Author Topic: Titanium Frame  (Read 15585 times)

Offline riffraff

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Titanium Frame
« on: July 09, 2006, 08:59:32 PM »
I just don't trust the Aluminum frame to hold up for years and years.  I know it would cost quite a bit more but I would like to see a Rohrbaugh with a Titanium frame.  The weight of the Rohrbaugh is not an issue for me it is the size and proportions and smooth edges that I like so the added weight of a Titamium frame would not bother me at all.

Mike
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Offline Fud

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Re: Titanium Frame
« Reply #1 on: July 10, 2006, 12:14:28 PM »
Sounds like an EXCELLENT idea to me.

Offline PsychoSword

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Re: Titanium Frame
« Reply #2 on: August 13, 2006, 03:12:49 AM »
A titanium framed R9S would be AWESOME.

Offline PursuitSS

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Re: Titanium Frame
« Reply #3 on: August 13, 2006, 12:51:20 PM »
Better yet......................an ALL titanium Rohrbaugh!

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Offline riffraff

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Re: Titanium Frame
« Reply #4 on: August 13, 2006, 02:49:56 PM »
PersuitSS,

Yes it would be the ultimate but I bet an all Titanium R9S would cost at least $4000.00.  That would be just a little to spendy for just about anyone.

I am going to guess and say a titanium frame would boost the cost of an R9S to at least $1500.00.

Also the lower weight of the slide would maybe cause some difficulties and require major reengineering(the timeing of the cycle would change, heavier slide springs would be required, etc.).  I just don't know if a titanium slide is really doable given the incredibly small proportions of the R9.

Mike
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Offline Fud

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Re: Titanium Frame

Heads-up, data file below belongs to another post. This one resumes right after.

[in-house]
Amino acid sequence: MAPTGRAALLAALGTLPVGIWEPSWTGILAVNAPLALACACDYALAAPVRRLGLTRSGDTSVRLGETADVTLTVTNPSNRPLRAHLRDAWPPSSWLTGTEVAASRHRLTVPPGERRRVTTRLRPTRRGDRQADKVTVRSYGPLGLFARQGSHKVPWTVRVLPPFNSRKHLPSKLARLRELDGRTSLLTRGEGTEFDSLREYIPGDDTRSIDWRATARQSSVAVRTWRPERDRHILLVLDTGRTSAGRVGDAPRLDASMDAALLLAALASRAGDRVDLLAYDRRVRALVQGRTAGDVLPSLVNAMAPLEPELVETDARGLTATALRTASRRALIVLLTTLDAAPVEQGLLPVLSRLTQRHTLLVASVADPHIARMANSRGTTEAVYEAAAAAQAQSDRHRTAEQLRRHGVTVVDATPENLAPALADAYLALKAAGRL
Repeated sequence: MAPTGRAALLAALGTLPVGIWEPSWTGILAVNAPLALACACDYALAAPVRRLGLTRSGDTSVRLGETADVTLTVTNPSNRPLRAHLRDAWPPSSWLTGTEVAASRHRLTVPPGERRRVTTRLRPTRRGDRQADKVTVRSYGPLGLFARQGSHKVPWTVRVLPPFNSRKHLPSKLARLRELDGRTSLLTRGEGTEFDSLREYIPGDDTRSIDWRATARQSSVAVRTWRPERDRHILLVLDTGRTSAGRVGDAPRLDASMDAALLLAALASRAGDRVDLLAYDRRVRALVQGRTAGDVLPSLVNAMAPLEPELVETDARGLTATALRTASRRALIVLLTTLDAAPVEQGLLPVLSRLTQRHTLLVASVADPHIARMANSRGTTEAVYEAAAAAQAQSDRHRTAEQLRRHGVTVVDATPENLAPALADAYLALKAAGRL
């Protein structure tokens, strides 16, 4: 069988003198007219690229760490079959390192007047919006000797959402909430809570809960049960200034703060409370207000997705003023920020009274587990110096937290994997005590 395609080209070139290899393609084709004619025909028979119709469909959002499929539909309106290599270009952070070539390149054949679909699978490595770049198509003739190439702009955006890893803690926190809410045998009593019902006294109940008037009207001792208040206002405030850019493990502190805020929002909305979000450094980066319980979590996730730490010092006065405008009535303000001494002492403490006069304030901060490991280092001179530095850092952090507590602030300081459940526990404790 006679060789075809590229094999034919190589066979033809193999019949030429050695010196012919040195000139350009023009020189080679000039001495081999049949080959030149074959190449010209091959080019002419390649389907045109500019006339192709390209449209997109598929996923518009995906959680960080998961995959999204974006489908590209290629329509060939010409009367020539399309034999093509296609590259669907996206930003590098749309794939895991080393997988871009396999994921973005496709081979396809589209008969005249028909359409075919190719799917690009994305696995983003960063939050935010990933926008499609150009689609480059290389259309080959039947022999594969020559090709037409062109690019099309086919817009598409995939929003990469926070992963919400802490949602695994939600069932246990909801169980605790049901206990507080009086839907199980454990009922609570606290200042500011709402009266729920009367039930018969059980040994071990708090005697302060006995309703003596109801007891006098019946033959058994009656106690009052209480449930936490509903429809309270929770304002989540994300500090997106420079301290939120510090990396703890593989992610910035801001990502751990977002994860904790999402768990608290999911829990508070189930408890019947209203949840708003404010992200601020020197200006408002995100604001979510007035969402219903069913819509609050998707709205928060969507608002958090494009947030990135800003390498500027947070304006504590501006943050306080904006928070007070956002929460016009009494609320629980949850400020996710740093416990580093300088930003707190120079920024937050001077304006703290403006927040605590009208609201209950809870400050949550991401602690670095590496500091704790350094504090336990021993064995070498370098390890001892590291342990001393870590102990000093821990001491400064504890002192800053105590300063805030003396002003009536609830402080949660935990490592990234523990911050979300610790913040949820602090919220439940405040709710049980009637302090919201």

« Reply #5 on: August 14, 2006, 09:29:24 PM »
Quote
Also the lower weight of the slide would maybe cause some difficulties and require major reengineering(the timeing of the cycle would change, heavier slide springs would be required, etc.).  I just don't know if a titanium slide is really doable given the incredibly small proportions of the R9.
If I am not mistaken, the slide is made out of steel and titanium is lighter than steel. Heavier than the metal alloy presently used but still lighter than steel. So, would that really be an issue?

Offline PsychoSword

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Re: Titanium Frame
« Reply #6 on: August 14, 2006, 11:09:15 PM »
You think it would cost $4,000? k...

He said all titanium, not all gold.

I don't know if titanium has the necessary mass to act as a slide. I think it's too light.

But I'm not a gun engineer. Titanium frame with stainless slide would be good.
« Last Edit: August 14, 2006, 11:10:22 PM by PsychoSword »

Offline theirishguard

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Re: Titanium Frame
« Reply #7 on: August 15, 2006, 10:08:15 AM »
I have seen 1911 Colt light weight Commanders hold up for years after firing thousands of rounds, no cracks.
Tom
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Offline riffraff

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Re: Titanium Frame
« Reply #8 on: August 15, 2006, 08:44:58 PM »
Psychosword,

Working with titanium is a whole nother ballgame.  The titanium would have to be in a soft a state as possible and when the slide was finished it would have to be heat treated.  Anyway, I am no engineer but it would be much more complicated than to just mill the slide out of titanium.  I also think you are right in that a titanium slide would not have the necessary mass.  A titanium frame on the other hand could be cast and probably must be cast because to mill a frame from titanium would be a long slow process.